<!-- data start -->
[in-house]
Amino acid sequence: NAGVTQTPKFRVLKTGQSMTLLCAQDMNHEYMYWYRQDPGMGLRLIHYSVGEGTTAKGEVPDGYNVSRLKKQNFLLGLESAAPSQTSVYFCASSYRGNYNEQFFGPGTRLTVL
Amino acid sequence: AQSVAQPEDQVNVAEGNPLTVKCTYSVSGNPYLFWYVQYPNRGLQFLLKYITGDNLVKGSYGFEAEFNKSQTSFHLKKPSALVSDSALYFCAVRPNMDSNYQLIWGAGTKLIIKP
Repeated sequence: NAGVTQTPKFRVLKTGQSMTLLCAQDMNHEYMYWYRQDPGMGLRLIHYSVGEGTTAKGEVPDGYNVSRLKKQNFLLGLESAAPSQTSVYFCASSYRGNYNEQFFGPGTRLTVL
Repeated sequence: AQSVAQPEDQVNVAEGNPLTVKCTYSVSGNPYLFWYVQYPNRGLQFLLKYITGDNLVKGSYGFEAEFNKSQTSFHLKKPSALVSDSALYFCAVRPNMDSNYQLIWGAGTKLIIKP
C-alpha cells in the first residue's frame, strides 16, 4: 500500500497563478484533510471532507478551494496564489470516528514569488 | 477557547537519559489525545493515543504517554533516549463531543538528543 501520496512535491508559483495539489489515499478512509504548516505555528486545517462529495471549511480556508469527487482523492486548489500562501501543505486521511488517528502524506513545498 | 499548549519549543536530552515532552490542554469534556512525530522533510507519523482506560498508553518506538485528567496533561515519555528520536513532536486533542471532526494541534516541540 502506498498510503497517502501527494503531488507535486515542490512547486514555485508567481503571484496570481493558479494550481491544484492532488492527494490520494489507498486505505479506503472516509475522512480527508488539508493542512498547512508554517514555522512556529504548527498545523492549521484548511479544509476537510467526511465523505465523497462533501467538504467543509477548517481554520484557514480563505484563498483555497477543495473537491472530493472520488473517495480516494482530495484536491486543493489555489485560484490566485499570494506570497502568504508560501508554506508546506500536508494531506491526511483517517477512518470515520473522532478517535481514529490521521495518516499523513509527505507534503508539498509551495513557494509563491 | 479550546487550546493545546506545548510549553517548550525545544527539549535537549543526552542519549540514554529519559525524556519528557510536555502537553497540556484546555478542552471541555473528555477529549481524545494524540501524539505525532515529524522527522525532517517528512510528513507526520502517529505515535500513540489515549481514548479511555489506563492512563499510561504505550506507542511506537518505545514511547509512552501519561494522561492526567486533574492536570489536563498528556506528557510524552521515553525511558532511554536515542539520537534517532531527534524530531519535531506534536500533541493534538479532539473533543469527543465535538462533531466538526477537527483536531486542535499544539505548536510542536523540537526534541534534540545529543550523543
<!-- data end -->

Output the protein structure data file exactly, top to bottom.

[in-house]
Amino acid sequence: NAGVTQTPKFRVLKTGQSMTLLCAQDMNHEYMYWYRQDPGMGLRLIHYSVGEGTTAKGEVPDGYNVSRLKKQNFLLGLESAAPSQTSVYFCASSYRGNYNEQFFGPGTRLTVL
Amino acid sequence: AQSVAQPEDQVNVAEGNPLTVKCTYSVSGNPYLFWYVQYPNRGLQFLLKYITGDNLVKGSYGFEAEFNKSQTSFHLKKPSALVSDSALYFCAVRPNMDSNYQLIWGAGTKLIIKP
Repeated sequence: NAGVTQTPKFRVLKTGQSMTLLCAQDMNHEYMYWYRQDPGMGLRLIHYSVGEGTTAKGEVPDGYNVSRLKKQNFLLGLESAAPSQTSVYFCASSYRGNYNEQFFGPGTRLTVL
Repeated sequence: AQSVAQPEDQVNVAEGNPLTVKCTYSVSGNPYLFWYVQYPNRGLQFLLKYITGDNLVKGSYGFEAEFNKSQTSFHLKKPSALVSDSALYFCAVRPNMDSNYQLIWGAGTKLIIKP
C-alpha cells in the first residue's frame, strides 16, 4: 500500500497563478484533510471532507478551494496564489470516528514569488 | 477557547537519559489525545493515543504517554533516549463531543538528543 501520496512535491508559483495539489489515499478512509504548516505555528486545517462529495471549511480556508469527487482523492486548489500562501501543505486521511488517528502524506513545498 | 499548549519549543536530552515532552490542554469534556512525530522533510507519523482506560498508553518506538485528567496533561515519555528520536513532536486533542471532526494541534516541540 502506498498510503497517502501527494503531488507535486515542490512547486514555485508567481503571484496570481493558479494550481491544484492532488492527494490520494489507498486505505479506503472516509475522512480527508488539508493542512498547512508554517514555522512556529504548527498545523492549521484548511479544509476537510467526511465523505465523497462533501467538504467543509477548517481554520484557514480563505484563498483555497477543495473537491472530493472520488473517495480516494482530495484536491486543493489555489485560484490566485499570494506570497502568504508560501508554506508546506500536508494531506491526511483517517477512518470515520473522532478517535481514529490521521495518516499523513509527505507534503508539498509551495513557494509563491 | 479550546487550546493545546506545548510549553517548550525545544527539549535537549543526552542519549540514554529519559525524556519528557510536555502537553497540556484546555478542552471541555473528555477529549481524545494524540501524539505525532515529524522527522525532517517528512510528513507526520502517529505515535500513540489515549481514548479511555489506563492512563499510561504505550506507542511506537518505545514511547509512552501519561494522561492526567486533574492536570489536563498528556506528557510524552521515553525511558532511554536515542539520537534517532531527534524530531519535531506534536500533541493534538479532539473533543469527543465535538462533531466538526477537527483536531486542535499544539505548536510542536523540537526534541534534540545529543550523543